BY MITCH WEBBER
1. Scripture tells us that joy comes in the morning. I’ve found that sometimes religion itself comes as well. Like when my alarm goes off at 8:30 after less than four hours of sleep. I panic a little, with only twenty minutes to shower and get to class, until I remember that it’s Rosh Hashana. So I tell myself, “To hell with it. God would prefer I sleep in.”
Sadly, my devotion never outlasts morning fatigue. By the time International Law meets – blissfully after noon – my little inner heathen has regained authority.
2. There’s not much I believe in. When you’re as self-absorbed as I am, there just isn’t enough time to contemplate the nature of the universe.
But I do believe in what I’m studying, and I’m a sucker for a good pep talk on law and justice. For example, I saw a movie in high school about a team of ACLU lawyers who helped neo-Nazis win a permit to march in Skokie, Illinois, home to a sizable community of Holocaust survivors. I was thrilled by all the lofty talk about liberty and free speech and protecting the marginalized, whether we agree with their message or not. There were the standard self-congratulatory slogans and the thematic background admonition: “First they came for the Communists … then they came for the Jews … then they came for me …”
At the time I thought, “That’s exactly the sort of lawyer I want to be: someone who believes so much in the law’s abstract majesty that he’s willing to defend monsters. That’s principle.”
But is it? I’m reconsidering. Is it really likely that the whole edifice of American liberties would have crumbled if a town board had prevented the National Socialist Party of America from taunting and provoking elderly Jews? After all, France and Germany, despite criminalizing Nazi speech, have dug in quite well against the slippery slope to despotism.
3. Last week, 3L Mike Lorelli, an oralist on one of the Ames finalist teams, dropped out of the competition. The Ames Committee assigned to his team the defense of gay marriage, and Lorelli felt that he couldn’t make that argument in good conscience.
Lorelli is devout and generally socially conservative. I don’t know his exact position on gay marriage, and it wouldn’t be appropriate to speculate here. It’s enough to say that I disagree with Mike on gay marriage, as I do on many other issues. We lived down the hall from each other last year, and although we got along fine, our longest conversations consisted of Mike defending The Passion’s textual accuracy against my insistence that no matter what the Bible says, Judas was most likely a Swedish national.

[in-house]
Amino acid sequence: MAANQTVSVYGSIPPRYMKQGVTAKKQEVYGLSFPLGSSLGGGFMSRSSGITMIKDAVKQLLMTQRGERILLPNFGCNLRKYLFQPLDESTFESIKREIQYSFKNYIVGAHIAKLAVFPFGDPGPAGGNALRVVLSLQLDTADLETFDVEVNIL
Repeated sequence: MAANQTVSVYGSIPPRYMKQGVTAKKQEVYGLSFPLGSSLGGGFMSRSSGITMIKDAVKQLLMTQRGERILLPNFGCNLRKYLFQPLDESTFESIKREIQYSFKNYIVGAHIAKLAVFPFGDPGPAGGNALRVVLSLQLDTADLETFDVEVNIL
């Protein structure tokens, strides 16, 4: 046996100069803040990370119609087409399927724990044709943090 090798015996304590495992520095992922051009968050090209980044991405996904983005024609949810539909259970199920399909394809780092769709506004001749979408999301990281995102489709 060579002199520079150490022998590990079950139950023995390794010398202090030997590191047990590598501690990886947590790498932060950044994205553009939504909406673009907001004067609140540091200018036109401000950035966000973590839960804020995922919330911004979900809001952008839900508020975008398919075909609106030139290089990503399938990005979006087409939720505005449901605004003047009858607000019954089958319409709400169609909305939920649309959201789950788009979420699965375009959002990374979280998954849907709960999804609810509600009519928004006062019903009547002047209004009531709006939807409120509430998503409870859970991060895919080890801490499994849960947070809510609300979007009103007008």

Anyway, for those of you new to the school, Ames moot court is a big deal. Everyone goes to Austin to watch, drink, cheer, and heckle. We paint our faces blue and take our shirts off to expose letters that, when arranged beside fellow torso-bearers, spell out obscenities and / or Latin legalese. (It’s especially funny if you “forget” that you need two i’s to spell res ipsa loquitur, so that some poor guy has to keep running back and forth between positions.) You get the idea. Making the finals is an accomplishment worth writing home about. I would argue against my own mother’s parole if I got to do it in the Ames final.
So I’m baffled by a guy who wouldn’t argue a point – any point – in an exhibition marked by so much prestige and fanfare. But Lorelli decided he couldn’t commit himself to spending the semester preparing a brief and oral argument – to be presented to federal judges and in front of the school – in favor of a policy of which he disapproves.
Absent a conflict of interest, refusing to take the side of whichever party wants to retain you is against the spirit of the law as a service industry. Similarly, no doubt, refusing a given side in moot court is against the spirit of the competition. Part of the challenge of moot court is in mastering close and uncomfortable positions.
But what Lorelli did is endearing. During our careers, we won’t all have the luxury to work exclusively, or even predominantly, for our own pet agendas. I don’t see why we shouldn’t insist on doing so now, then, when the controversies are only hypothetical.
What matters to an ACLU lawyer in Skokie is that a client’s legal avenues are pursued and his rights exhausted, no matter the consequences. Lorelli is no ACLU lawyer (an understatement). He proved last week that he’ll walk away from the law when his personal beliefs conflict with his role as an advocate. Agree with his positions or not, that’s principle.
4. I shouldn’t have to say this, but I will anyway. In no way am I suggesting that gay marriage proponents resemble Nazis, and neither, I’m sure, would Lorelli. Such a comparison would be obscene.
Only this: when all that comes to me in the morning is grogginess, I’m comforted to know I have classmates who see a difference between being able to argue both sides and actually advancing those arguments.
Mitch Webber is a 2L. His column will appear regularly.